Like colored hair or brittle bones, your DNA is prone to damage.

The integrity of your DNA is constantly under assault from the environment, industrial chemicals, ultraviolet light, ionizing radiation and other extraneous dangers. This resulting damage can lead to mutation and a variety of diseases, including cancer and neurodegenerative disorders.

Scientists are still exploring the negative impact of these physical breaks in DNA and the various lifestyle factors that will increase your likelihood of damage.

A Berkeley Calif.-based startup called Exogen Biotechnology wants to advance this effort and is building new tools to assess DNA damage. But Exogen’s small team of scientists don’t currently have access to a large enough sample of human DNA to make any definitive claims.

Their solution? Cofounders Sylvain Costes and Jonathan Tang have turned to crowdfunding website Indiegogo to raise funds and collect blood samples from the community. The career scientists explicitly refer to their campaign, which closes on March 10, as a “citizen science” project. Exogen raised $25,000 in its first three days and is now up to $40,000.

Exogen is hoping to amass about 5,000 DNA samples for the purposes of research. DNA damage can occur in many different ways, but the team will focus on double-strand breaks. DNA double-strand breaks occur when both strands in the double helix are severed.

“This initial Indiegogo campaign is intended to help Exogen collect enough samples to learn more about what elevated damaged DNA levels mean exactly,” Exogen cofounder Sylvain Costes wrote to me. “In return for their blood samples, participants in the campaign will receive their average number of DNA double-strand breaks.”

In an interview with VentureBeat, the founders stressed that DNA will not be sold for commercial purposes and that its data collection methods are secure, encrypted, and meet current HIPAA requirements.

Note that backers should not expect to receive insights about what it means to have a low or high level of damaged DNA. The founders admit that it’s an “informational test only” for now, but the founders believe their research will have broad implications for the biomedical field.

What’s different about Exogen?

The Exogen kit to safely collect a blood sample

Above: The Exogen kit is designed to safely collect a blood sample

Scientists developed the technology to measure DNA damage about a decade ago. But that procedure is lengthy and error-prone when it’s performed manually.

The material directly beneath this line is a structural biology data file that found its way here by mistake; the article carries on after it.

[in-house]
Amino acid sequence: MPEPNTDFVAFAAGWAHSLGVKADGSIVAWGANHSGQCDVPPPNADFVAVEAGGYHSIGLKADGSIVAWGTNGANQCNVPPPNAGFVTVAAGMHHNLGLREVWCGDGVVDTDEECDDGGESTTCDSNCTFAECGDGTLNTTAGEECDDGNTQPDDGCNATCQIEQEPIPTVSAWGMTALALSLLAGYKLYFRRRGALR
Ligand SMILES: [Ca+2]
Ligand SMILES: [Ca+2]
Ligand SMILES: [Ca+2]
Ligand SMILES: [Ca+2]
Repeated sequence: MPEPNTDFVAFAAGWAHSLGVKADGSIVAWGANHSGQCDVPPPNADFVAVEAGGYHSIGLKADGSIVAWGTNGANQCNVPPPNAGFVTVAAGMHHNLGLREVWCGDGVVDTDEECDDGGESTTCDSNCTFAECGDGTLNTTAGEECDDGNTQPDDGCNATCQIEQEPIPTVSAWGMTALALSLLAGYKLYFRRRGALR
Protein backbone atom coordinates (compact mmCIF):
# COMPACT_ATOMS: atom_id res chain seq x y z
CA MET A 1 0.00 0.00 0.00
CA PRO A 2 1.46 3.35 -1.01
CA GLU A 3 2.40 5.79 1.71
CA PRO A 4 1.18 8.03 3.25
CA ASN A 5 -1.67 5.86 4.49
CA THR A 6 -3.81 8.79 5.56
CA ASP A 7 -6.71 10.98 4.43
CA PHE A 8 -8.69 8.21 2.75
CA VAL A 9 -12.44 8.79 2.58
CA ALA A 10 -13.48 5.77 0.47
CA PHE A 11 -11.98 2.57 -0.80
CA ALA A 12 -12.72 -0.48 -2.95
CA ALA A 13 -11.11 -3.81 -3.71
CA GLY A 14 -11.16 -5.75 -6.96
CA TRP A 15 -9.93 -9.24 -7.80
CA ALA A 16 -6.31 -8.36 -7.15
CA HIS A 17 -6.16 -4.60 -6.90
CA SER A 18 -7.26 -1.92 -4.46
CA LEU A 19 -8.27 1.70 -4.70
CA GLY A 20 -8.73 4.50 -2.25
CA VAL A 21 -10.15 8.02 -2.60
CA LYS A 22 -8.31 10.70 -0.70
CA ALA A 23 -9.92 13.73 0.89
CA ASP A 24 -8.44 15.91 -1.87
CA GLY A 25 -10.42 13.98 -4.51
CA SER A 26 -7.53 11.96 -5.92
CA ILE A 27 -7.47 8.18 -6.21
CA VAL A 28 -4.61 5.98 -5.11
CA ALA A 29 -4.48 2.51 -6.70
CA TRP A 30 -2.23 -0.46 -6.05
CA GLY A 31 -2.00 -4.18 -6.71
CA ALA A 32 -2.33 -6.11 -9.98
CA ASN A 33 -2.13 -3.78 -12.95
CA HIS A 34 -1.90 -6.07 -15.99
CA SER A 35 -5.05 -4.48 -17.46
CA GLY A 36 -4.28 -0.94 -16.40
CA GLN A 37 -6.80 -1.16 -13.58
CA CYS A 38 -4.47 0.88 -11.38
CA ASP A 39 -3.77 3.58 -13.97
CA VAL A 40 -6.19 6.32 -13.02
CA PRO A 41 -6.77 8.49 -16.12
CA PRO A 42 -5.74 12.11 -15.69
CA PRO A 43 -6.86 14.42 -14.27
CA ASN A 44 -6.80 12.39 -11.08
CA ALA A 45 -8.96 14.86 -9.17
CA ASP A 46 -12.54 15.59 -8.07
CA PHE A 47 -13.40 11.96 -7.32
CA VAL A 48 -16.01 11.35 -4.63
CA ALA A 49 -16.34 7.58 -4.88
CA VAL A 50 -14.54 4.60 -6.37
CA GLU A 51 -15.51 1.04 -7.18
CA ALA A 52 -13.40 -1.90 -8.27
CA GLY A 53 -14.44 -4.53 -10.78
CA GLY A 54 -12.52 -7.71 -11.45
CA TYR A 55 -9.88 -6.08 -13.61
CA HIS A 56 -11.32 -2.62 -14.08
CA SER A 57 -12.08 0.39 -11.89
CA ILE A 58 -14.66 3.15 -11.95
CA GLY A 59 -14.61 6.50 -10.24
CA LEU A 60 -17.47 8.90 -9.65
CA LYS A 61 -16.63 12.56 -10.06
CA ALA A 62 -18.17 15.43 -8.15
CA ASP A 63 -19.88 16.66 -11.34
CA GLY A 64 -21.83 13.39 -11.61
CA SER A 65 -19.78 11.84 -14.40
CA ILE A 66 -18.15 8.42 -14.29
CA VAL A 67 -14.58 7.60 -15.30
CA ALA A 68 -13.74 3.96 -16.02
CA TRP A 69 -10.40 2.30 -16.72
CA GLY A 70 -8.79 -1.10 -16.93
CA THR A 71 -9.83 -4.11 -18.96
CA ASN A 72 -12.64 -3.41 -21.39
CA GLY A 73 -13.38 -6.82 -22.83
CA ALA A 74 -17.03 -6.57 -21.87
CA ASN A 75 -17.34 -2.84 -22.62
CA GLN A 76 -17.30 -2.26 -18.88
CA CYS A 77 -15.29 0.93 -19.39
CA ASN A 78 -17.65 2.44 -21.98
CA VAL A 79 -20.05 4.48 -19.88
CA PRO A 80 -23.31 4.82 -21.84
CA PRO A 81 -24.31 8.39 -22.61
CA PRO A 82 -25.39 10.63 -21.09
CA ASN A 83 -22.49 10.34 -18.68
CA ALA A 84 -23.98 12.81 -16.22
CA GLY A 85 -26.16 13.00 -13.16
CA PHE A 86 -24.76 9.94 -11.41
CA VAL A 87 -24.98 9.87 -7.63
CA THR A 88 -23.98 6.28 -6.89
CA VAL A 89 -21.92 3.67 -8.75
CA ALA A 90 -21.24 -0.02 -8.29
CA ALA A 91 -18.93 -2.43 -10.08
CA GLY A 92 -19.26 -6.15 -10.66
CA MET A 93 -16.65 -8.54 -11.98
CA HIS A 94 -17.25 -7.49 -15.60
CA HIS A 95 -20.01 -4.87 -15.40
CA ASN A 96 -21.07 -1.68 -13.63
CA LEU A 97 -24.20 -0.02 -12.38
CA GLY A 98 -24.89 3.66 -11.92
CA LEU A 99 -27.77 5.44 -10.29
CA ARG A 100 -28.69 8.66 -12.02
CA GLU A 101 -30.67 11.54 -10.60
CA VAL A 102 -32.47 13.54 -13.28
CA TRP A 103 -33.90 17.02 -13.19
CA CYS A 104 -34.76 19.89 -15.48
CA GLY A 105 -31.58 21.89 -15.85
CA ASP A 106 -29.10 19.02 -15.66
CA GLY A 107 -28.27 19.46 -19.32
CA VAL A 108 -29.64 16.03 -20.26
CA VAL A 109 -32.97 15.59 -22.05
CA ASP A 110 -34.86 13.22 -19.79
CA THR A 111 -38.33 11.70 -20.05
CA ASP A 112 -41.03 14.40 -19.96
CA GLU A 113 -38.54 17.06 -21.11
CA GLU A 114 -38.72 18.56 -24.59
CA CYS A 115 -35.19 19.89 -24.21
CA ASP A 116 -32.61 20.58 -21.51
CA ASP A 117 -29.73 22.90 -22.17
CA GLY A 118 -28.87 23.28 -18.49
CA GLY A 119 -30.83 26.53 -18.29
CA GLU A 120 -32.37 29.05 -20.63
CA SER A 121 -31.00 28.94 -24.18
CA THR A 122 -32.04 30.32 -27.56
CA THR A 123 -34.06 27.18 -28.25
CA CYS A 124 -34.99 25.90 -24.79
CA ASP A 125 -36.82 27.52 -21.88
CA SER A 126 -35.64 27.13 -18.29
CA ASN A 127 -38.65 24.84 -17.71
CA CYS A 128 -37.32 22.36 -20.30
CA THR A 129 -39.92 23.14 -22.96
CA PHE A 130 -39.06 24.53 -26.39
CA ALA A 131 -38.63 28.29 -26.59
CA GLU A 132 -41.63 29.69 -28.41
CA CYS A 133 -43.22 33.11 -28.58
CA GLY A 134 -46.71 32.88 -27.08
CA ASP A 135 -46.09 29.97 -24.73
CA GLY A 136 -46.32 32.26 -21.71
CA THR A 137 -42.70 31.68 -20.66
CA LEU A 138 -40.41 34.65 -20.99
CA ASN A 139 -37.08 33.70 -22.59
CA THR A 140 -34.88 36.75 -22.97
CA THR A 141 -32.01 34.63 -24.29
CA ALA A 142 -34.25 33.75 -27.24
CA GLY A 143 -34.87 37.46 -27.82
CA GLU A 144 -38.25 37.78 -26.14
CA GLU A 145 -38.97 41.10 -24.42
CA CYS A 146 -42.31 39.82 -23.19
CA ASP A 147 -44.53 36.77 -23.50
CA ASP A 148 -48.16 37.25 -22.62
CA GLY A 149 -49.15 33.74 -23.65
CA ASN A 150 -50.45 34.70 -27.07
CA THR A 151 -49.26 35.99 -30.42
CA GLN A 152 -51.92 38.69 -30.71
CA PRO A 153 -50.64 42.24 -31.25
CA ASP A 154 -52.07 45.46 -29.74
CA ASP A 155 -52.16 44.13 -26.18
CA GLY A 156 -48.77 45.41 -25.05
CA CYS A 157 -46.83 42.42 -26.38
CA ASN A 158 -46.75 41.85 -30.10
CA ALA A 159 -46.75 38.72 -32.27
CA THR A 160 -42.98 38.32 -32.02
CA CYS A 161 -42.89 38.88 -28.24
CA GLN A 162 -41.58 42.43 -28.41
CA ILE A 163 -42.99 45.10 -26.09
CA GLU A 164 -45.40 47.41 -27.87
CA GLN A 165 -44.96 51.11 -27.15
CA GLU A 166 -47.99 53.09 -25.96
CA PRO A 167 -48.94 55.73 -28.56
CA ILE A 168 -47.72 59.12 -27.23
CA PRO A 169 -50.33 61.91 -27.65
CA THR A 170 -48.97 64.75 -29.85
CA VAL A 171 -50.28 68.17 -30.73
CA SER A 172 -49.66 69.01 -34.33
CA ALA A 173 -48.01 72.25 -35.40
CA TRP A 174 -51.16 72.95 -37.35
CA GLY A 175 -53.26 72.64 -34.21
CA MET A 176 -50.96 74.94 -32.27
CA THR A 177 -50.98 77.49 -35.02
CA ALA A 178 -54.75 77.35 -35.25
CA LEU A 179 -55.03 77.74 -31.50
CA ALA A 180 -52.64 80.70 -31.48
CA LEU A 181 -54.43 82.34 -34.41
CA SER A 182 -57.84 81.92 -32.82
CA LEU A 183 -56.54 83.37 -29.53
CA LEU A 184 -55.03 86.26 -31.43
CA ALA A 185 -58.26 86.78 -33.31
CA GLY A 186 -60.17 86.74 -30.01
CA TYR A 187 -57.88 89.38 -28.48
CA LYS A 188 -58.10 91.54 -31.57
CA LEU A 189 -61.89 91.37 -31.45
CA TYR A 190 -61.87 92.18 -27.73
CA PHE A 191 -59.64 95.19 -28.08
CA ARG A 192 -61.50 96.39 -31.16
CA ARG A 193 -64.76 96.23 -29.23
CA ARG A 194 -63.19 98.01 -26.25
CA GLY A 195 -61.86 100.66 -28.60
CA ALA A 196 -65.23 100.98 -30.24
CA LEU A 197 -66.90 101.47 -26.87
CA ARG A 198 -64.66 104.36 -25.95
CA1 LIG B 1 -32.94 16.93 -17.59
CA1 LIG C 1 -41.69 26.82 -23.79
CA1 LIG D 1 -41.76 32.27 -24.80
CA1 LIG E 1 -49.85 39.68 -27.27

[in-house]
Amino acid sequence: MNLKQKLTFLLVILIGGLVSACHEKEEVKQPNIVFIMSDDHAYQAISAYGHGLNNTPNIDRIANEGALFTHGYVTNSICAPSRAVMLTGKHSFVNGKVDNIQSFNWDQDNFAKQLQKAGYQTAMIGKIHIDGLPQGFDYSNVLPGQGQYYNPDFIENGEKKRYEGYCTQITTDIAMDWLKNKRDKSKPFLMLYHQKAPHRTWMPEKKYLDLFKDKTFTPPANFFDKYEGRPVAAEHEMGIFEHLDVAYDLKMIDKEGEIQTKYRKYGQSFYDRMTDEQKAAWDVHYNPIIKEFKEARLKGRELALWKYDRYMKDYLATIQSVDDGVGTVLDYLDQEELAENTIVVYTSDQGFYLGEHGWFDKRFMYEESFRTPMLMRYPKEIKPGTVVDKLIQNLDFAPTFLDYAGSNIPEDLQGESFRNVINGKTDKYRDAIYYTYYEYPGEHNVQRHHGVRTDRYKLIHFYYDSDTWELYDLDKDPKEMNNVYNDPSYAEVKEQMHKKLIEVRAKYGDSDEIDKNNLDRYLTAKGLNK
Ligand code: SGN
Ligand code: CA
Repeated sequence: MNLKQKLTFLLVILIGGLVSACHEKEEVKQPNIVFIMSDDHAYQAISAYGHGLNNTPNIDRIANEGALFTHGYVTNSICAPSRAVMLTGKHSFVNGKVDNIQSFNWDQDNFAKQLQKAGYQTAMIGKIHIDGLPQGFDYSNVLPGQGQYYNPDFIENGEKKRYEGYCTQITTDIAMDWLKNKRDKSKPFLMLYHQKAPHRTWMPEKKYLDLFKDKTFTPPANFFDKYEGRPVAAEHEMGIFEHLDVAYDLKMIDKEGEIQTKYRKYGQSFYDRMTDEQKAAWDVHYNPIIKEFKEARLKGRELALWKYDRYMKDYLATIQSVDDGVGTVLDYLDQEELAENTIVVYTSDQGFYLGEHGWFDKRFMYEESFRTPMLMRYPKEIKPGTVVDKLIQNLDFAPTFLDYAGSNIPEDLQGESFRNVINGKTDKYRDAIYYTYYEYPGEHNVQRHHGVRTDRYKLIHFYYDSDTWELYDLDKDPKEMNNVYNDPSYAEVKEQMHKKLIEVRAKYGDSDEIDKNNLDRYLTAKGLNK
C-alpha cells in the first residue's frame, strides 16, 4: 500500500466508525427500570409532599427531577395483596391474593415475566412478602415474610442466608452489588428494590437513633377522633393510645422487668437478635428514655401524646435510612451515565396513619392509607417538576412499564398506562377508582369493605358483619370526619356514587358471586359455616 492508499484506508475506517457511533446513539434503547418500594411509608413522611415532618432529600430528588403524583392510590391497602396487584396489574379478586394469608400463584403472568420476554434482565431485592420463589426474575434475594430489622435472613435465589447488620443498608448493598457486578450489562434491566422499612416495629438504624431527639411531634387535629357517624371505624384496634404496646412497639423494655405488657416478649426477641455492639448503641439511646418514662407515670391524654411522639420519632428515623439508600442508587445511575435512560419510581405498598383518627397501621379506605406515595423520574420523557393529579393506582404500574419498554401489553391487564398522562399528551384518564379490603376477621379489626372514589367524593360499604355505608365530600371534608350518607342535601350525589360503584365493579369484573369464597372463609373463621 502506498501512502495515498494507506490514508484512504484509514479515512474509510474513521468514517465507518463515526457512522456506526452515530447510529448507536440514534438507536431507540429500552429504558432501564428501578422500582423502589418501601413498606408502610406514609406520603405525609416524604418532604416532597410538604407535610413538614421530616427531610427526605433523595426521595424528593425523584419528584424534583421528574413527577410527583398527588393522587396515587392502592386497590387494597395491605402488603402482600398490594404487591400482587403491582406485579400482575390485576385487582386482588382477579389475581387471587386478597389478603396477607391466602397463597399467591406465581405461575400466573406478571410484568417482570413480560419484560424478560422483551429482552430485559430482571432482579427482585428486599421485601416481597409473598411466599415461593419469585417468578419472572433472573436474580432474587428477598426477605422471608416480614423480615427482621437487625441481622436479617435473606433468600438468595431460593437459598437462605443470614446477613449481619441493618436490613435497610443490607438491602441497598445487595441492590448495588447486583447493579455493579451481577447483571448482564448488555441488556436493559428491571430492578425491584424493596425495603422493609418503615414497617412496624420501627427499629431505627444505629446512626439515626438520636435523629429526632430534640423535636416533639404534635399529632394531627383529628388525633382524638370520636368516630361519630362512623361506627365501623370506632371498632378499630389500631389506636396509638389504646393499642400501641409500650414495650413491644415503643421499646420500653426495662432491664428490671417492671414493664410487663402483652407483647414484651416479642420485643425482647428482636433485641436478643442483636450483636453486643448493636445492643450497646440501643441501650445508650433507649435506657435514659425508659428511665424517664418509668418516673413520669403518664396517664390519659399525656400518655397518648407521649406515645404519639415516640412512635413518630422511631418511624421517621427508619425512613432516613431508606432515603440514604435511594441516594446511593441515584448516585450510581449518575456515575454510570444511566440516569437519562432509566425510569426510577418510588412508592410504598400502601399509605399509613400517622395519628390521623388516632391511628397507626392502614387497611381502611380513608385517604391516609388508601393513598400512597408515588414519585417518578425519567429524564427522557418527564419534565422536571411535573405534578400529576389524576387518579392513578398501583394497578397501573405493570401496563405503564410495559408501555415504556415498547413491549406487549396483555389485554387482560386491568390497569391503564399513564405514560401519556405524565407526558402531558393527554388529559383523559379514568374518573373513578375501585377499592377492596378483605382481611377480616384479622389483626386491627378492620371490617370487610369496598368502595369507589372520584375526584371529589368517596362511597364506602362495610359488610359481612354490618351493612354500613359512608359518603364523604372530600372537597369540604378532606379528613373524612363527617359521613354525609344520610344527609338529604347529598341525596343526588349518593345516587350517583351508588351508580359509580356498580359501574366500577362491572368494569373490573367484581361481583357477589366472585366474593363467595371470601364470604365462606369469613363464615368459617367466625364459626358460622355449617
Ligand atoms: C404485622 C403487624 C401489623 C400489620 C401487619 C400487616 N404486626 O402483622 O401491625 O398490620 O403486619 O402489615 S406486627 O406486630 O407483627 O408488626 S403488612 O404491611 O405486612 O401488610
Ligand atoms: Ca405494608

Exogen is focused on building new technology and advancing science. Its team has already developed a novel way of attaining reproducible results based on a tiny blood sample. This process was initially developed at the Lawrence Berkeley National Laboratory.

Exogen is also building a web application where its Indiegogo DNA donors can log details about their lifestyle. They hope to find a link between diet and levels of DNA damage. The team plans to explore age, medical, environmental, and lifestyle factors.

The founders told me they have a hunch about what the results will reveal. Before launching the Indiegogo campaign, Exogen conducted two pilot studies with data from about 100 people. From those tests, Exogen observed a correlation between high levels of DNA damage and age; they also noted that people who have suffered from cancer had a higher level of DNA damage compared to others in their age group.

In the next few years, Exogen plans to raise additional funding, which will be used to hire legal counsel, scientists, and engineers. Costes expects that the company will need to work closely with the Food and Drug Administration (FDA).

Exogen has raised just over $40,000 in funding so far. Backers who pay $99 can access a a baseline measurement of their DNA damage. They receive a kit in the mail to allow users to safely collect and send back three samples of blood. Those who fork over $999 can access an application to track and monitor their DNA over the course of a year when it’s re-analyzed in the lab.

Check out the video below to learn more about Exogen.

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